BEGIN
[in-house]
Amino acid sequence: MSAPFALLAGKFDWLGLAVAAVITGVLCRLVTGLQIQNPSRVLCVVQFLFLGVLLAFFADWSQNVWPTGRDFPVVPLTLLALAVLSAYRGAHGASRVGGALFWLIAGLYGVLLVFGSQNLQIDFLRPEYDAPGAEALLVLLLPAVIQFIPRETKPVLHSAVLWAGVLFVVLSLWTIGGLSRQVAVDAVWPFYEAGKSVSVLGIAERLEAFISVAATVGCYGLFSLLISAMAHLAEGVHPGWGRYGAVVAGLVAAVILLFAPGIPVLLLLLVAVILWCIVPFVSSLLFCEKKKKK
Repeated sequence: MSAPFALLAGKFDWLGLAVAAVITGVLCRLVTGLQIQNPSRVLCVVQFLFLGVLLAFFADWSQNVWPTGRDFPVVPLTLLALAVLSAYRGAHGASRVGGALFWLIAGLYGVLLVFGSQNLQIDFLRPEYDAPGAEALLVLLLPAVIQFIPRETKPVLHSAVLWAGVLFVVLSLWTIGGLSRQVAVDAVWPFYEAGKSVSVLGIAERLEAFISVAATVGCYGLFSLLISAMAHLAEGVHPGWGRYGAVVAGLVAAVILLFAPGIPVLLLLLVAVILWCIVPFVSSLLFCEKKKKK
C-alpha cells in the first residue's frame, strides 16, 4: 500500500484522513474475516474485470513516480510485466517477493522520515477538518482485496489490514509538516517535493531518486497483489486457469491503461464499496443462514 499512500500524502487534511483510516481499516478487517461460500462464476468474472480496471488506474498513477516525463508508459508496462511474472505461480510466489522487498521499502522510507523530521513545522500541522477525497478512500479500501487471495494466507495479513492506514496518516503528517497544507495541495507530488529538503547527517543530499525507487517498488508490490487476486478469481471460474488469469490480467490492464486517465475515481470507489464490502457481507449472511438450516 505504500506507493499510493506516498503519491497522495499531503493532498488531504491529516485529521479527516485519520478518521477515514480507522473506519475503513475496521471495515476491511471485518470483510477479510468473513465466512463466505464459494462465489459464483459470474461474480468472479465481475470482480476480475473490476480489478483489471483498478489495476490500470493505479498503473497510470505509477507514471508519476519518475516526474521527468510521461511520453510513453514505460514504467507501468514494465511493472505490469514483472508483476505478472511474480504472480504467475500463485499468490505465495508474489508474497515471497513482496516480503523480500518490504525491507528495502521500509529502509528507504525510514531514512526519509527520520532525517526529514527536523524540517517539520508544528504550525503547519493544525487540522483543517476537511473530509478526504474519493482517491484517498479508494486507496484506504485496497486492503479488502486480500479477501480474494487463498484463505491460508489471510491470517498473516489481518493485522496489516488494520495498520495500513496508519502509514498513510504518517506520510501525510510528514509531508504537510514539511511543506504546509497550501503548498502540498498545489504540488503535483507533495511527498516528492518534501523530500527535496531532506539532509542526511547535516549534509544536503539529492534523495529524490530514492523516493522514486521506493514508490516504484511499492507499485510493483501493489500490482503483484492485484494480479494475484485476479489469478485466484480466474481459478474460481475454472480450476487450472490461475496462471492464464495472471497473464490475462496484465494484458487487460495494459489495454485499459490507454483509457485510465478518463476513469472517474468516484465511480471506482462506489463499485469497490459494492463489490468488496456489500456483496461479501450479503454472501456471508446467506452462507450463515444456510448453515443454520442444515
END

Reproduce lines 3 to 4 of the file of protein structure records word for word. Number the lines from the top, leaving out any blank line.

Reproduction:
Repeated sequence: MSAPFALLAGKFDWLGLAVAAVITGVLCRLVTGLQIQNPSRVLCVVQFLFLGVLLAFFADWSQNVWPTGRDFPVVPLTLLALAVLSAYRGAHGASRVGGALFWLIAGLYGVLLVFGSQNLQIDFLRPEYDAPGAEALLVLLLPAVIQFIPRETKPVLHSAVLWAGVLFVVLSLWTIGGLSRQVAVDAVWPFYEAGKSVSVLGIAERLEAFISVAATVGCYGLFSLLISAMAHLAEGVHPGWGRYGAVVAGLVAAVILLFAPGIPVLLLLLVAVILWCIVPFVSSLLFCEKKKKK
C-alpha cells in the first residue's frame, strides 16, 4: 500500500484522513474475516474485470513516480510485466517477493522520515477538518482485496489490514509538516517535493531518486497483489486457469491503461464499496443462514 499512500500524502487534511483510516481499516478487517461460500462464476468474472480496471488506474498513477516525463508508459508496462511474472505461480510466489522487498521499502522510507523530521513545522500541522477525497478512500479500501487471495494466507495479513492506514496518516503528517497544507495541495507530488529538503547527517543530499525507487517498488508490490487476486478469481471460474488469469490480467490492464486517465475515481470507489464490502457481507449472511438450516 505504500506507493499510493506516498503519491497522495499531503493532498488531504491529516485529521479527516485519520478518521477515514480507522473506519475503513475496521471495515476491511471485518470483510477479510468473513465466512463466505464459494462465489459464483459470474461474480468472479465481475470482480476480475473490476480489478483489471483498478489495476490500470493505479498503473497510470505509477507514471508519476519518475516526474521527468510521461511520453510513453514505460514504467507501468514494465511493472505490469514483472508483476505478472511474480504472480504467475500463485499468490505465495508474489508474497515471497513482496516480503523480500518490504525491507528495502521500509529502509528507504525510514531514512526519509527520520532525517526529514527536523524540517517539520508544528504550525503547519493544525487540522483543517476537511473530509478526504474519493482517491484517498479508494486507496484506504485496497486492503479488502486480500479477501480474494487463498484463505491460508489471510491470517498473516489481518493485522496489516488494520495498520495500513496508519502509514498513510504518517506520510501525510510528514509531508504537510514539511511543506504546509497550501503548498502540498498545489504540488503535483507533495511527498516528492518534501523530500527535496531532506539532509542526511547535516549534509544536503539529492534523495529524490530514492523516493522514486521506493514508490516504484511499492507499485510493483501493489500490482503483484492485484494480479494475484485476479489469478485466484480466474481459478474460481475454472480450476487450472490461475496462471492464464495472471497473464490475462496484465494484458487487460495494459489495454485499459490507454483509457485510465478518463476513469472517474468516484465511480471506482462506489463499485469497490459494492463489490468488496456489500456483496461479501450479503454472501456471508446467506452462507450463515444456510448453515443454520442444515